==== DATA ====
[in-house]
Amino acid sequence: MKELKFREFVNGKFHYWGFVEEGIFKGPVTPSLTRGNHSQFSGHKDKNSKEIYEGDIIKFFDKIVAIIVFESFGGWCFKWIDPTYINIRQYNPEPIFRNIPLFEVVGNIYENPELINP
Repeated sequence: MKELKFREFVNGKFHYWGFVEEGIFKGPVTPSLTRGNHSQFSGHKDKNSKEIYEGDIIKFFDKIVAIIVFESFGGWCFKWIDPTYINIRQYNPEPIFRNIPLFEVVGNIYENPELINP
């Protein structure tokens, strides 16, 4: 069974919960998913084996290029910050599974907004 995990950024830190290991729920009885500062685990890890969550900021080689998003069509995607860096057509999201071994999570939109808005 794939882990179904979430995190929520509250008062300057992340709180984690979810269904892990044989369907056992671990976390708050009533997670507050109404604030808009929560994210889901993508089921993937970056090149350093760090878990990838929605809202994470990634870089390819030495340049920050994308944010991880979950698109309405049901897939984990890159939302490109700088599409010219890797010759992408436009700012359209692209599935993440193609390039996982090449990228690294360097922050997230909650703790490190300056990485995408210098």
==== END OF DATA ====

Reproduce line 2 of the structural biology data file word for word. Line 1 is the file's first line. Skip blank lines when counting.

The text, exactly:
Amino acid sequence: MKELKFREFVNGKFHYWGFVEEGIFKGPVTPSLTRGNHSQFSGHKDKNSKEIYEGDIIKFFDKIVAIIVFESFGGWCFKWIDPTYINIRQYNPEPIFRNIPLFEVVGNIYENPELINP